UW Aging with Pride Study to Inform Plans for Seattle’s First LGBTQ-Affirming, Affordable Senior Housing

UW Aging with Pride Study to Inform Plans for Seattle’s First LGBTQ-Affirming, Affordable Senior Housing

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The City of Seattle Office of Housing on Dec. 9 announced funds to develop Seattle’s first affordable senior housing development designed to be an affirming environment for LGBTQ seniors and the greater LGBTQ community.

The project is led by Capitol Hill Housing, a nonprofit developer, along with GenPRIDE, the first LGBTQ-affirming senior center in Seattle/King County, which will serve as the primary service provider in the building. The funding will create 125 units of affordable housing and it plans to include some set-aside units for transgender and/or HIV positive seniors earning less than 30% of the area medium income.

“As a community collaborator on this project, I’m proud to be part of bringing LGBTQ-affirming affordable housing to Seattle,” said Karen Fredriksen Goldsen, a University of Washington professor of social work, director of the UW Aging with Pride study and GenPRIDE founder.

GenPRIDE’s partnerships and programming will support LGBTQ seniors across the city, making the building a hub for the LGBTQ community and providing a senior center for all seniors in the local Capitol Hill area. Other community organizations collaborating on the project include UW Aging with Pride, Ingersoll Gender Center, Seattle Counseling Service, Gay City, POCAAN, the Greater Seattle Business Association, LGBTQ Allyship and Country Doctor Community Clinic. “It all starts with bringing our diverse community to the table and working together to create a shared vision to ensure housing stability while honoring and strengthening the lives of those seniors that have historically been marginalized yet have been on the forefront of building these communities,” Fredriksen Goldsen said.

The project comes at a pivotal time. King County’s LGBTQ senior population is expected to double by 2030, and LGBTQ seniors are identified as a priority population for the Seattle Housing Levy, as they face health, economic and social disparities compared to other seniors. These disparities were first documented by the UW Aging with Pride study.

Fredriksen Goldsen and her research team initially identified the need for affordable housing for LGBTQ seniors in a 2010 study. More recently, she has conducted other research documenting an increasing need for housing stability in this growing population. “I’ve been working for nearly a decade to make LGBTQ affirming senior affordable housing a reality in our city,” she said. “I’m very pleased that the City of Seattle and Mayor Durkan are investing in affordable housing for this community.”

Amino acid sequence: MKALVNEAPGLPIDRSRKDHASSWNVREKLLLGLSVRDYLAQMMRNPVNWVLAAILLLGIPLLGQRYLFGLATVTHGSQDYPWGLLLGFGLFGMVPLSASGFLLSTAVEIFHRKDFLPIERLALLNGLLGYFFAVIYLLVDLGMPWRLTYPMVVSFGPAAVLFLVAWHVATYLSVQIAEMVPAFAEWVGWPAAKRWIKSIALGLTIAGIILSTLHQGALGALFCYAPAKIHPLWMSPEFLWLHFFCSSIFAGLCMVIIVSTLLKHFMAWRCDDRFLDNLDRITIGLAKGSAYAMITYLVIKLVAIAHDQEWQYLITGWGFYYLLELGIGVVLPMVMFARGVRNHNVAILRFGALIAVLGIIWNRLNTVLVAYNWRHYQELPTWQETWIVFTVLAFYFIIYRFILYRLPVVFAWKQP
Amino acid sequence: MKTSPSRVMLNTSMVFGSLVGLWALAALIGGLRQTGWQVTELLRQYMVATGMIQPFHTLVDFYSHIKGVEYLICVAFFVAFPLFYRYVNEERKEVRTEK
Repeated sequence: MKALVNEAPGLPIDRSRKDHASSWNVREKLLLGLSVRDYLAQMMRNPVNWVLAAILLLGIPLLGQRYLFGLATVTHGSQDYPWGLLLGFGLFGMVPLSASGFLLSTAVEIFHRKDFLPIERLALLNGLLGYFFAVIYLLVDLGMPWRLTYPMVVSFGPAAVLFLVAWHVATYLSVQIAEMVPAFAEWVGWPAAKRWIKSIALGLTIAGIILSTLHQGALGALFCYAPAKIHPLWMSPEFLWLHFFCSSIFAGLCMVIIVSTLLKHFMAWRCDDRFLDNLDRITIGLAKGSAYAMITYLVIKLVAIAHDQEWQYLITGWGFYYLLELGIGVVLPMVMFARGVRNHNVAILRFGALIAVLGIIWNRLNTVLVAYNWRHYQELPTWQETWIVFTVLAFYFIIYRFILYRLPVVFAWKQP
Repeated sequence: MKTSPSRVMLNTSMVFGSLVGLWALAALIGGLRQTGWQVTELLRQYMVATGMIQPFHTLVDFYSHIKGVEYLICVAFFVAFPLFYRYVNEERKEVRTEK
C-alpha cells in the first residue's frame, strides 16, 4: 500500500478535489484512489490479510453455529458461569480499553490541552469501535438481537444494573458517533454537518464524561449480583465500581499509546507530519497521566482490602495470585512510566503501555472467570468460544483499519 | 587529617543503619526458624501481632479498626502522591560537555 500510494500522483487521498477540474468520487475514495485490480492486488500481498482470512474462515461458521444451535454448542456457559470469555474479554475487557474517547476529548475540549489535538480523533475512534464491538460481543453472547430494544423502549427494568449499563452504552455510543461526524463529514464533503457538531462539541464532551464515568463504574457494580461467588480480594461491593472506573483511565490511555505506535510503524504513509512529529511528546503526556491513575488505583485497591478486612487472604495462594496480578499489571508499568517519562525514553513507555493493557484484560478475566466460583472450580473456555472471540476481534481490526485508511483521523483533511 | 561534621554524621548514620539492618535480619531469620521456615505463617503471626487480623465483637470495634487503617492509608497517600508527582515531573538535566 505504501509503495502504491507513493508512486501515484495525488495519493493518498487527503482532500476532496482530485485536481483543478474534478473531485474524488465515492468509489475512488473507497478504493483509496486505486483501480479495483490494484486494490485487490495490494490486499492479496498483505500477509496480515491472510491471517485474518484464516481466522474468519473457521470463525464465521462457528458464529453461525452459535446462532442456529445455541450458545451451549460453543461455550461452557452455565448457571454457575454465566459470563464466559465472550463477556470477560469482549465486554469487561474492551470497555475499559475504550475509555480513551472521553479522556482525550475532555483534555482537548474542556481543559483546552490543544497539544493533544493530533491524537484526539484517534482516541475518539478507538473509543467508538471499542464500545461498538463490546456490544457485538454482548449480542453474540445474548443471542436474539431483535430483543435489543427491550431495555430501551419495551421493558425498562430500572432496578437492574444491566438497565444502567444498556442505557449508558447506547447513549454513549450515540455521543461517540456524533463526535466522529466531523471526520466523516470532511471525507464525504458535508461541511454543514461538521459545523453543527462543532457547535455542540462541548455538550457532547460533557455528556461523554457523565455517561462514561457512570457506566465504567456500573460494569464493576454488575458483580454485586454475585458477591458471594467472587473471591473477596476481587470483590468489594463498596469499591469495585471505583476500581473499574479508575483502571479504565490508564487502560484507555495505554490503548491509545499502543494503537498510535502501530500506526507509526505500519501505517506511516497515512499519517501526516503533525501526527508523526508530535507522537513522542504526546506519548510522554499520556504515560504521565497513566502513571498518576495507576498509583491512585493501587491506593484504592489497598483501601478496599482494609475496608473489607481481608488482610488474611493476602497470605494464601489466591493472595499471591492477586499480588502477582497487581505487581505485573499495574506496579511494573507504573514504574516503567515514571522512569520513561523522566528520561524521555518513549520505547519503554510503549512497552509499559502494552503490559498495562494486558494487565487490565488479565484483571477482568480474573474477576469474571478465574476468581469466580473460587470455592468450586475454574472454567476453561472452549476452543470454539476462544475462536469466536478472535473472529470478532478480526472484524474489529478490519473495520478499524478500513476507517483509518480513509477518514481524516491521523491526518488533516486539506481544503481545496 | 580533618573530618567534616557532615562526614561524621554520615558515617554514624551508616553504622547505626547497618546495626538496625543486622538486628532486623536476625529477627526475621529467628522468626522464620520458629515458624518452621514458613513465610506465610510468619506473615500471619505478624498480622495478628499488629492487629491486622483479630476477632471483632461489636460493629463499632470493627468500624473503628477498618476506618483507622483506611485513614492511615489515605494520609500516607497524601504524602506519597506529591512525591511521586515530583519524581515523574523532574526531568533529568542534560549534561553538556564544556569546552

In a study released last year and commissioned by the City of Seattle Office of Housing to examine local housing and service-related needs of LGBTQ older adults, Fredriksen Goldsen found LGBTQ older adults in Seattle/King County lacked adequate housing and senior services. Seattle/King County’s tremendous growth is intensifying housing affordability and accessibility, as outlined in the Aging and Disability Services Area Plan Update (2017): Area Agency on Aging for Seattle/King County, Washington 2018-2019.

“While LGBTQ older adults are resilient, they face unique challenges in housing and senior services. They are more likely to live in poverty, be socially isolated without the support of family or others to help them, and have often faced discrimination and lack of access to services,” Fredriksen Goldsen said. “Nearly 90% of the study participants in Seattle were living in unaffordable housing compared to just over half of Seattle and King County’s seniors in general. They were also more likely to rent and live alone, which increases their risk of losing their housing.”

The study surveyed 419 LGBTQ people aged 50 to 87 in Seattle and King County and found that:

• Nearly 40% of the LGBTQ older adult participants wanted to move, compared to only 13% in the general older adult population. However, most faced significant barriers to moving.

• Half of the LGBTQ older adult participants felt aging information and referral services were not LGBTQ-affirming, and a third felt suitable and affordable housing programs were not LGBTQ-friendly.

• Among those who moved within the past year, half had experienced homelessness and a third had experienced eviction within the past five years.

• Nearly a third of the participants reported experiencing discrimination based on their sexual orientation in the sale or rental of a house, apartment or condominium; over half of the transgender and gender-diverse participants experienced discrimination in the sale or rental of house, apartment or condominium based on their gender identity and expression. Most did not report it due to safety concerns.

“These LGBTQ seniors are largely invisible and immensely underserved. We need to build on their many strengths as we address their housing and aging needs and take action – we need to ensure that local housing and aging services are safe, inclusive, supportive and effective. If we do not address these needs there will be much greater public cost,” Fredriksen Goldsen said. “The new affordable housing will provide a vibrant hub for the LGBTQ community and ensure all seniors living in the Capitol Hill Area have a place they can call home.”

For more information on the GenPRIDE Center, watch this video.

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